“This is the alleged sexual assault victim,” Lancaster wrote, according to the Raleigh News and Observer. “Wow.”
The photo, which has circulated on the Internet for years to illustrate jokey stories about ′80s hairstyles and awkward yearbook photos, does not depict Ford. But it has been repurposed in the war of words over Brett M. Kavanaugh’s Supreme Court nomination. The photo is often juxtaposed next to Kavanaugh’s high school yearbook photo with text implying or overtly stating that it is implausible he would have targeted Ford.
The post with the picture that Lancaster shared from another Facebook user has been viewed more than 12,000 times.
Lancaster did not respond to a request for comment sent through Facebook, but he has criticized Ford’s story and its portrayal in the media, according to the News and Observer.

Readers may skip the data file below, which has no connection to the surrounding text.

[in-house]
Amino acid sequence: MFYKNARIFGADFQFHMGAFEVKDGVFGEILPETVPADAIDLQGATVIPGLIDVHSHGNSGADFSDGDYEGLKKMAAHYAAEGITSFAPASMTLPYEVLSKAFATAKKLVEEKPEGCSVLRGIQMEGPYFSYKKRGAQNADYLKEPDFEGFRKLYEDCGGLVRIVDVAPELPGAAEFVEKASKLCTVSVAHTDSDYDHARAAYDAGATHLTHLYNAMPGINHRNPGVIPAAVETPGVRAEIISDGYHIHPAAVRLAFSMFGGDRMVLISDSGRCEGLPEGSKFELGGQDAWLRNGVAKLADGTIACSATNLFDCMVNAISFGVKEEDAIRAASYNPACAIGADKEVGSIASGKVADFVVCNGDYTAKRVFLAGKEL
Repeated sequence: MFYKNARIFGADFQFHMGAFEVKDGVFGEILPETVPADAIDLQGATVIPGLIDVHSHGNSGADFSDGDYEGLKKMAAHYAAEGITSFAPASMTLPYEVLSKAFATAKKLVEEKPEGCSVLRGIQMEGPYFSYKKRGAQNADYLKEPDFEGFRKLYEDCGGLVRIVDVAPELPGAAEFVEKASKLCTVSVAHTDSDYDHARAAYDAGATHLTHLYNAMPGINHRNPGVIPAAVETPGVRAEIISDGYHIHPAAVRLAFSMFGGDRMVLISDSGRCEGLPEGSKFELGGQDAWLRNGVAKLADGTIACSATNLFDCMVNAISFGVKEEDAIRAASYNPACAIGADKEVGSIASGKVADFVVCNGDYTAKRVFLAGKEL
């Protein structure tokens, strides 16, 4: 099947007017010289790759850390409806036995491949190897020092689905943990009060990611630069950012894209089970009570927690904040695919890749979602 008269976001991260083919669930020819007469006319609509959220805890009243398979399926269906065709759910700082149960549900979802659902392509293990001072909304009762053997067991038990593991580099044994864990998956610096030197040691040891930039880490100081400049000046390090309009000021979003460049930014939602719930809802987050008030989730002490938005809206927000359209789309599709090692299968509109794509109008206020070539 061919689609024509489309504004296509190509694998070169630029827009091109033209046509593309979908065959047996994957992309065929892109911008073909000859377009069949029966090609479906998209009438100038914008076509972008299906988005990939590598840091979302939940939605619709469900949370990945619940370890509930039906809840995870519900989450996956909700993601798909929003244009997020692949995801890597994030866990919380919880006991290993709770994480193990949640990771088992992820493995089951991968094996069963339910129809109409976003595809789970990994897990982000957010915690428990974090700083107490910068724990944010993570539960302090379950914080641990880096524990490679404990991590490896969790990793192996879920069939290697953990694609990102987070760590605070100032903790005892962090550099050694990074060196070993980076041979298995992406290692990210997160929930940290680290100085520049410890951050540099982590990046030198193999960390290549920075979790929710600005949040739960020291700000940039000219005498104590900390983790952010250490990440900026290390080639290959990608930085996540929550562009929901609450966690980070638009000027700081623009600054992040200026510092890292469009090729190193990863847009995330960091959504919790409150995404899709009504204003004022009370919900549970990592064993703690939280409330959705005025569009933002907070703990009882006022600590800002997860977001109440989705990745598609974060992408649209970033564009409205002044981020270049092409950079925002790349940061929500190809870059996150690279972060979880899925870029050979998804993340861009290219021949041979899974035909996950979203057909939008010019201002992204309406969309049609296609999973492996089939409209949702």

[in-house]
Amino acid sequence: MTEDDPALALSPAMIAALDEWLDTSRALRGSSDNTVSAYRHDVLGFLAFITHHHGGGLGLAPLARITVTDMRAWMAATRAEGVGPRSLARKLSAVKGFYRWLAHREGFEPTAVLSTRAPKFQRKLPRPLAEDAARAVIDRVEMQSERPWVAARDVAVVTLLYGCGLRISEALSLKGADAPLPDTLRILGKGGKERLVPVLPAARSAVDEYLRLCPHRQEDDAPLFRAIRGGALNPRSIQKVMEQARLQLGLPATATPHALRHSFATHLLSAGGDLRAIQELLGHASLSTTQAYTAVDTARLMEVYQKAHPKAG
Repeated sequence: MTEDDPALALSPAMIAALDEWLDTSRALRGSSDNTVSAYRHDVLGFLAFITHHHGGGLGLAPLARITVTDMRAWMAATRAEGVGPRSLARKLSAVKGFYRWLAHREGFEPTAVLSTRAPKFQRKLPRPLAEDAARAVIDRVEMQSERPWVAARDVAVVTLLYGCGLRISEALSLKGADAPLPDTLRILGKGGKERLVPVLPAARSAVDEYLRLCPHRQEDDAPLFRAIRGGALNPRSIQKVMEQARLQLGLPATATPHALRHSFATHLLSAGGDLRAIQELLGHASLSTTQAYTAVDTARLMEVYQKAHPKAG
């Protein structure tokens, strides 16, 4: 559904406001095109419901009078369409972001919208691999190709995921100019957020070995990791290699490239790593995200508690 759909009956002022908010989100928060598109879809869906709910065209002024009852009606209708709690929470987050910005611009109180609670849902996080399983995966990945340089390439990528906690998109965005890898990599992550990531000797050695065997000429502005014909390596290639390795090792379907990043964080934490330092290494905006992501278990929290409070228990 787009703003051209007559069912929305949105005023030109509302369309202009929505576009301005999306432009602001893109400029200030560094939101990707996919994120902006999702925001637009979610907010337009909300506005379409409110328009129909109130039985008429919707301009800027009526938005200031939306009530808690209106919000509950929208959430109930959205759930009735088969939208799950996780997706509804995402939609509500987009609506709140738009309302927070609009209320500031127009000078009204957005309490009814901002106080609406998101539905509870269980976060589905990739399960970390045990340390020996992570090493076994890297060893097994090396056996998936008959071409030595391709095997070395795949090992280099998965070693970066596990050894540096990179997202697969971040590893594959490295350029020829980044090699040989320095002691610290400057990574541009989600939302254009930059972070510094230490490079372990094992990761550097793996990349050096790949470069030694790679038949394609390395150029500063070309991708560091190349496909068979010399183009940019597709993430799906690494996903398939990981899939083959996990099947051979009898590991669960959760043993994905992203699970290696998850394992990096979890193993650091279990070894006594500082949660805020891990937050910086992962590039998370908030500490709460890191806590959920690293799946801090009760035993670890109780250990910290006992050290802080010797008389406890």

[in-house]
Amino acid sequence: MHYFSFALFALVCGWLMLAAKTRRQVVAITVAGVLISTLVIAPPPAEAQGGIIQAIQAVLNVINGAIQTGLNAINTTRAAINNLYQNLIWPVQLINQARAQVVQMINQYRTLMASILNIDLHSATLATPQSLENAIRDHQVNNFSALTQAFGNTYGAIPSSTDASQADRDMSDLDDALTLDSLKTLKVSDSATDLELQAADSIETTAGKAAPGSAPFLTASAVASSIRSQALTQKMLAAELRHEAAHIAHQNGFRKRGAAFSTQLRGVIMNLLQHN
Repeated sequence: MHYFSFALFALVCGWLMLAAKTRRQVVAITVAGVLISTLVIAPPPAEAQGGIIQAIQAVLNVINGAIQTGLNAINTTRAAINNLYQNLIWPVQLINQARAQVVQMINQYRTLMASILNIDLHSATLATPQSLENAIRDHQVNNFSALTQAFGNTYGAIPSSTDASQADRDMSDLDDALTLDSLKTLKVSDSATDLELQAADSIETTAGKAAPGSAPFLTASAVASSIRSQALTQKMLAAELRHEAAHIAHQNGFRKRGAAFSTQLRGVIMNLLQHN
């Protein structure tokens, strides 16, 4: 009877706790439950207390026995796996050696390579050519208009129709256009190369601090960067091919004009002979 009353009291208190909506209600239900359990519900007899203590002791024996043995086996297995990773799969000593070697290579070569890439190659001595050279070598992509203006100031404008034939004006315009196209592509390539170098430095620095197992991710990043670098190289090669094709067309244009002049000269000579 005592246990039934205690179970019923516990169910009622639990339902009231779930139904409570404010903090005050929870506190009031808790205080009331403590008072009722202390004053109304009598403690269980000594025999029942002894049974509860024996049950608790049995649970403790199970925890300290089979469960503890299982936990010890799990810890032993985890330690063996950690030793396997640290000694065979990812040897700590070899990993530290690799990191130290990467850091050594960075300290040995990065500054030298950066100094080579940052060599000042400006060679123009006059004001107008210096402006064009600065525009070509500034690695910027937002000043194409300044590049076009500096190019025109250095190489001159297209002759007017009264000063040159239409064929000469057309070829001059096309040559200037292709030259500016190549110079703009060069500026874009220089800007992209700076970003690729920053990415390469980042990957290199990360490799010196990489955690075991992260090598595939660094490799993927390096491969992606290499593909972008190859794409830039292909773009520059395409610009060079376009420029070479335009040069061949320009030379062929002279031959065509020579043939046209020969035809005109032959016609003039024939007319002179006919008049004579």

“The media wants you to think she was a beautiful young lady who was on her way home from the tennis courts,” the newspaper reported him as saying. “I just wanted you to see the real person.”
A woman who answered the phone for the Cabarrus County GOP said that the story was “fake news” when asked about Lancaster’s post by The Washington Post.
“We’re not getting involved in fake news,” she said before hanging up.
A school board member from another North Carolina county also apologized this week after sharing the same photo, according to TV station WLOS.
Some Democrats in the area seized on Lancaster’s post, including one congressional candidate who included it in a newsletter and said it was reflective of the Republican Party’s “assault on the safety and dignity of American women.”
Lancaster, whose Facebook page is currently private, defended his use of the picture to the News and Observer.
“I didn’t say anything. I just said this is her picture,” he said. “Basically, the media is distorting the facts on this lady.”